Nowadays, horses are no longer trained by force and violence, as was sometimes the case before. Dressage plays an important role in the start of a horse’s life: without this essential education which will give him confidence, he will be less efficient, less voluntary, more fearful. The stripping is an essential first step in the formation of the bases of the relation man-horse; then this step will allow you to move on to the actual training.
In this article, we will see the difference between breaking in and training, and give some tips on training the horse. Then we will explain, step by step, the principles for breaking out a horse. We will end with some tips on choosing a good trainer for your horse.
Difference between dressage and pecking
These two terms are not always well-differentiated in many training methods. But in fact, they follow each other, without any real transition.
Nowadays, when we talk about breaking in, we are referring to the step which consists of making the horse accept harnesses and other equipment, its rider, and making him obey the various aids. In riding, we call “aids” the means used to train a horse: it is about the voice of course, but also so-called natural aids such as the legs, the hands, the use of the weight of the body (the plate ),
the orientation of the upper body, as well as so-called artificial aids, that is to say, the accessories such as the stick, the whip, the pole, the lanyard or the reins … This breaking phase can last from a few days to a few weeks, depending on the method used. Breaking is therefore the first phase of the horse’s education allowing him to accept his rider, the reins,
Breaking in is a prerequisite for dressage which is itself a crucial step for the practice of many equestrian disciplines. Thus, whether your horse is intended for show jumping (showjumping), cross country, or horseback riding,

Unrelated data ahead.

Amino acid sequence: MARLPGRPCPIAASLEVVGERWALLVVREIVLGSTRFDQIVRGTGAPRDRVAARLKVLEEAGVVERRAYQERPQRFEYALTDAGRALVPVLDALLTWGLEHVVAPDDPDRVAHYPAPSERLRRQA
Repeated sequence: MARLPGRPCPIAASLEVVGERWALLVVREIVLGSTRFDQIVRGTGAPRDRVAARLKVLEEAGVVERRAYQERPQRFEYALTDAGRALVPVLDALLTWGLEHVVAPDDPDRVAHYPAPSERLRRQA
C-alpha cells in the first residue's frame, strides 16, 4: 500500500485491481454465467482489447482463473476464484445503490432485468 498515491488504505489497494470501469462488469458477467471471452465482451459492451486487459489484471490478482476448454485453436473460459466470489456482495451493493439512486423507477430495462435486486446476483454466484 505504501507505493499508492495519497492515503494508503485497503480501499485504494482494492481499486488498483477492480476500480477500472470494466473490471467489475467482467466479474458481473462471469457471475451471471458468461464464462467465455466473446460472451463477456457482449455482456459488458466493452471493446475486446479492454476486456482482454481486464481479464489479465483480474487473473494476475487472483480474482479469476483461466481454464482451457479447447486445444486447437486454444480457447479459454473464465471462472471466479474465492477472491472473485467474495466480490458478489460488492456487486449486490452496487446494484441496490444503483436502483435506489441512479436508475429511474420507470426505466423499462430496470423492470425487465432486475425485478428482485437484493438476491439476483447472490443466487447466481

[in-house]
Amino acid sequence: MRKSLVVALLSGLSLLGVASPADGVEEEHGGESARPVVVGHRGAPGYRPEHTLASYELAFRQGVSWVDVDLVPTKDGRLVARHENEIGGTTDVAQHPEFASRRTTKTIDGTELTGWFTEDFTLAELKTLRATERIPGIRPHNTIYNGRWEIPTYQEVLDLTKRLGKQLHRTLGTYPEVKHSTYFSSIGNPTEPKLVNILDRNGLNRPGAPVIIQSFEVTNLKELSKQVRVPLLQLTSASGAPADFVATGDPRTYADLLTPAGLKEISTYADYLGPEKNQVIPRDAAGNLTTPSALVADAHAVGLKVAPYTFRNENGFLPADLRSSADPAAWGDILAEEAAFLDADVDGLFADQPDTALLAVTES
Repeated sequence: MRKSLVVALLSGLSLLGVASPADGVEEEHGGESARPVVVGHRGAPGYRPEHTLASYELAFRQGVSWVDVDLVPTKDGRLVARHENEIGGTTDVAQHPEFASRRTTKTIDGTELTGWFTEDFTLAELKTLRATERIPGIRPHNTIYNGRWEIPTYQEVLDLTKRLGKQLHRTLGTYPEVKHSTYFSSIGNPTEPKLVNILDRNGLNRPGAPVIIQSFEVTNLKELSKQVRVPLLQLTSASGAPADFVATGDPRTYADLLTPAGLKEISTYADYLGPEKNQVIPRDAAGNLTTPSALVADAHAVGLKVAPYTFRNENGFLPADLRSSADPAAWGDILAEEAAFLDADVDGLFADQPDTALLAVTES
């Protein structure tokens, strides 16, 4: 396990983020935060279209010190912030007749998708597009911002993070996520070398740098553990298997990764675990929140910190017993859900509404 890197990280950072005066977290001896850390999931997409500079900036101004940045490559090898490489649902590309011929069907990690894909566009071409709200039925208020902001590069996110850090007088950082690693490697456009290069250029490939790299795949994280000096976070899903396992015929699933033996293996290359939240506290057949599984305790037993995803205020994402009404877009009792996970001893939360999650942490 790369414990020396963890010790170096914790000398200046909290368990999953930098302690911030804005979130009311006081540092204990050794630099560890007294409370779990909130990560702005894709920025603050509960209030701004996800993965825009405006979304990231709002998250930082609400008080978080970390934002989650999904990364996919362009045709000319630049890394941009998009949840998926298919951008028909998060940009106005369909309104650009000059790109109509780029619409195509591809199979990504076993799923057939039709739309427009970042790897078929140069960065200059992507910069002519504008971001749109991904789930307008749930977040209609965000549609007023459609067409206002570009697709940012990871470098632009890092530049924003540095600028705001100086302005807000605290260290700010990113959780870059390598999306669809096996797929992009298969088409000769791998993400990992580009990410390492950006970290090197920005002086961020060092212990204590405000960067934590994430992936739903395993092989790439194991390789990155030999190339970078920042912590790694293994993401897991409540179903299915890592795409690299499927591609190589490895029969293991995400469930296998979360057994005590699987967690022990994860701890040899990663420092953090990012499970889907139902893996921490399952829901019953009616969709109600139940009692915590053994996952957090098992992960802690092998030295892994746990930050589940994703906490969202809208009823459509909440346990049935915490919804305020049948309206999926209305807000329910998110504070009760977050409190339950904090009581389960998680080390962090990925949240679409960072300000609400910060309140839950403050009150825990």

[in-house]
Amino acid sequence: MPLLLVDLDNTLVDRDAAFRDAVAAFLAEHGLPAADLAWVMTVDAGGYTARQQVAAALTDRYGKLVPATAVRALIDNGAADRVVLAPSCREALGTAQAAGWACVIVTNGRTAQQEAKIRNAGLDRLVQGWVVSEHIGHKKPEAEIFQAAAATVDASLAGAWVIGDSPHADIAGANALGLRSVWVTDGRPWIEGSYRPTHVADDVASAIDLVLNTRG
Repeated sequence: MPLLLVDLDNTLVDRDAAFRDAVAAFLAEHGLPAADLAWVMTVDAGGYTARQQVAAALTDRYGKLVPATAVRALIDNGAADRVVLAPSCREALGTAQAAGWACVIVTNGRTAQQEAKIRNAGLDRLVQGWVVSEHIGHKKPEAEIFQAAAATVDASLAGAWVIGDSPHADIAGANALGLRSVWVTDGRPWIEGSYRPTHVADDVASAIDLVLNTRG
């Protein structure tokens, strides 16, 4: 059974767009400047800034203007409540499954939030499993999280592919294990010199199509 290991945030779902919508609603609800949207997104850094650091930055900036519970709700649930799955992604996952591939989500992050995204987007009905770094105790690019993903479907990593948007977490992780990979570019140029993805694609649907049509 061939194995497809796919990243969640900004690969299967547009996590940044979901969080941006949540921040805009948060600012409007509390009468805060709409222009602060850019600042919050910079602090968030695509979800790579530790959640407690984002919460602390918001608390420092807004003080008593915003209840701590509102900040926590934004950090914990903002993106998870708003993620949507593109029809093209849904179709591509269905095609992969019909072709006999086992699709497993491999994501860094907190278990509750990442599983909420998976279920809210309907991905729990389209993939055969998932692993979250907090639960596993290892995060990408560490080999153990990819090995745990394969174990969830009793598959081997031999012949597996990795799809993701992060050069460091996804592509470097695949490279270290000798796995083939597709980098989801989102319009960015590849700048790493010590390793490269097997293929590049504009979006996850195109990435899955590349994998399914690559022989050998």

it will be very useful for him to master the 3 gaits (step, trot, gallop), to be able to correctly manage transitions and certain figures of merry-go-round such as the volte, the diagonal or the serpentine, and to know certain training techniques such as supporting it or extending the neck. So your horse will continue to evolve more easily by gaining in fluidity and elegance.
How to break a horse?
The trainer will start the breakout gently, taking his time and with the necessary patience. Typically, there are different steps to follow to properly break out a horse.
Reading suggestions: 500 Horse Names For Male and Female Horse Names
Observation of the interior and exterior
The trainer usually starts by observing the horse’s back: it is often sagging because the animal does not yet have enough muscles; it would therefore be painful for him to wear a rider in this physical condition. This, therefore, justifies a gradual approach.
During the evaluation of the exterior, the trainer studies the horse standing, but also in freedom. Thus, he can see if the animal is able to balance itself in the movement, and is able to assess the carrying capacity of the back.
But the horse must also be able to deal psychologically with the new challenge of being ridden. Is he afraid of people? Is he nervous and neighing in the direction of the herd?
Or does he push the